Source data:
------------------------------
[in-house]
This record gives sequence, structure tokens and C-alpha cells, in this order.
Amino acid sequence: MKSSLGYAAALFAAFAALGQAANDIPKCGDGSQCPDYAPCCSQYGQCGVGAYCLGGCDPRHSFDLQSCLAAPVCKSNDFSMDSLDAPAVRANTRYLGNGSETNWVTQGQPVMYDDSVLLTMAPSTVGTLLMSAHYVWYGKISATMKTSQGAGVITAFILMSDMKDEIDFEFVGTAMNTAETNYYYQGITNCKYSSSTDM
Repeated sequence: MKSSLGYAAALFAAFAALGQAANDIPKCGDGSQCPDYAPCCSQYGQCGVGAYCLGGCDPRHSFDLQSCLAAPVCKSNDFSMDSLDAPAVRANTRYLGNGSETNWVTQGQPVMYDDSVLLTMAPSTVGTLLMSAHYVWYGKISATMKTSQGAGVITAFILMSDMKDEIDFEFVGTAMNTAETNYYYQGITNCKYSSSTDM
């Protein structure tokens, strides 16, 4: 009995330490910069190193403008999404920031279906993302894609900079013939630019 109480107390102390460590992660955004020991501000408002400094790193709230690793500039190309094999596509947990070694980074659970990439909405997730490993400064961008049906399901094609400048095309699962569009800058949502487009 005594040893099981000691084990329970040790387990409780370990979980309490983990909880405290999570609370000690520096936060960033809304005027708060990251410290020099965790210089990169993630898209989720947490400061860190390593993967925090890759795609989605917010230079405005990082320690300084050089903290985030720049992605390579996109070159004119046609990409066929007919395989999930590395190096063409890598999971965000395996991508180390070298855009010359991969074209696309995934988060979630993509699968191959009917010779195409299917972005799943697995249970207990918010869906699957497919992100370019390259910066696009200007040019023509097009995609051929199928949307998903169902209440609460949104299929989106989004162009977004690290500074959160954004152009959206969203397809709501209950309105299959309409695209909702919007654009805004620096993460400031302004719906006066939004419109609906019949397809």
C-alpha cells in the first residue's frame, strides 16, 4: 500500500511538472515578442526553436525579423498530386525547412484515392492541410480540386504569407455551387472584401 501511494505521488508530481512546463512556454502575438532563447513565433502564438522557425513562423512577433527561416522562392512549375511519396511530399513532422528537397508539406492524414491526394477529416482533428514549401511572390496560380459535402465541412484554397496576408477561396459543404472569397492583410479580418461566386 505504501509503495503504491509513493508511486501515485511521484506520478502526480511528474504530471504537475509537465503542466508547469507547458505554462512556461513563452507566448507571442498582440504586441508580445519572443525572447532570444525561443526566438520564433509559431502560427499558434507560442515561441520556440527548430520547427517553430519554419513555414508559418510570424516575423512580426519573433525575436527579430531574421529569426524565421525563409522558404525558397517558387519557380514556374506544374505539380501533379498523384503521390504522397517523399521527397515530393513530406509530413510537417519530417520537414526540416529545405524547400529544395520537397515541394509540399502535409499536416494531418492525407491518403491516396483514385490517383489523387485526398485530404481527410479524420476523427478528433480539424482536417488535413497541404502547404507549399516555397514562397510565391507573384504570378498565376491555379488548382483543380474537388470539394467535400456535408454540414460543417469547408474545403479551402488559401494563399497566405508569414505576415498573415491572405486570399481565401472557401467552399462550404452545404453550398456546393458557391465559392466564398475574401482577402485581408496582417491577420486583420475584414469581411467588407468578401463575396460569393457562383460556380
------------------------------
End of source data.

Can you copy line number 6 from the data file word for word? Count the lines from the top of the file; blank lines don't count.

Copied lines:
C-alpha cells in the first residue's frame, strides 16, 4: 500500500511538472515578442526553436525579423498530386525547412484515392492541410480540386504569407455551387472584401 501511494505521488508530481512546463512556454502575438532563447513565433502564438522557425513562423512577433527561416522562392512549375511519396511530399513532422528537397508539406492524414491526394477529416482533428514549401511572390496560380459535402465541412484554397496576408477561396459543404472569397492583410479580418461566386 505504501509503495503504491509513493508511486501515485511521484506520478502526480511528474504530471504537475509537465503542466508547469507547458505554462512556461513563452507566448507571442498582440504586441508580445519572443525572447532570444525561443526566438520564433509559431502560427499558434507560442515561441520556440527548430520547427517553430519554419513555414508559418510570424516575423512580426519573433525575436527579430531574421529569426524565421525563409522558404525558397517558387519557380514556374506544374505539380501533379498523384503521390504522397517523399521527397515530393513530406509530413510537417519530417520537414526540416529545405524547400529544395520537397515541394509540399502535409499536416494531418492525407491518403491516396483514385490517383489523387485526398485530404481527410479524420476523427478528433480539424482536417488535413497541404502547404507549399516555397514562397510565391507573384504570378498565376491555379488548382483543380474537388470539394467535400456535408454540414460543417469547408474545403479551402488559401494563399497566405508569414505576415498573415491572405486570399481565401472557401467552399462550404452545404453550398456546393458557391465559392466564398475574401482577402485581408496582417491577420486583420475584414469581411467588407468578401463575396460569393457562383460556380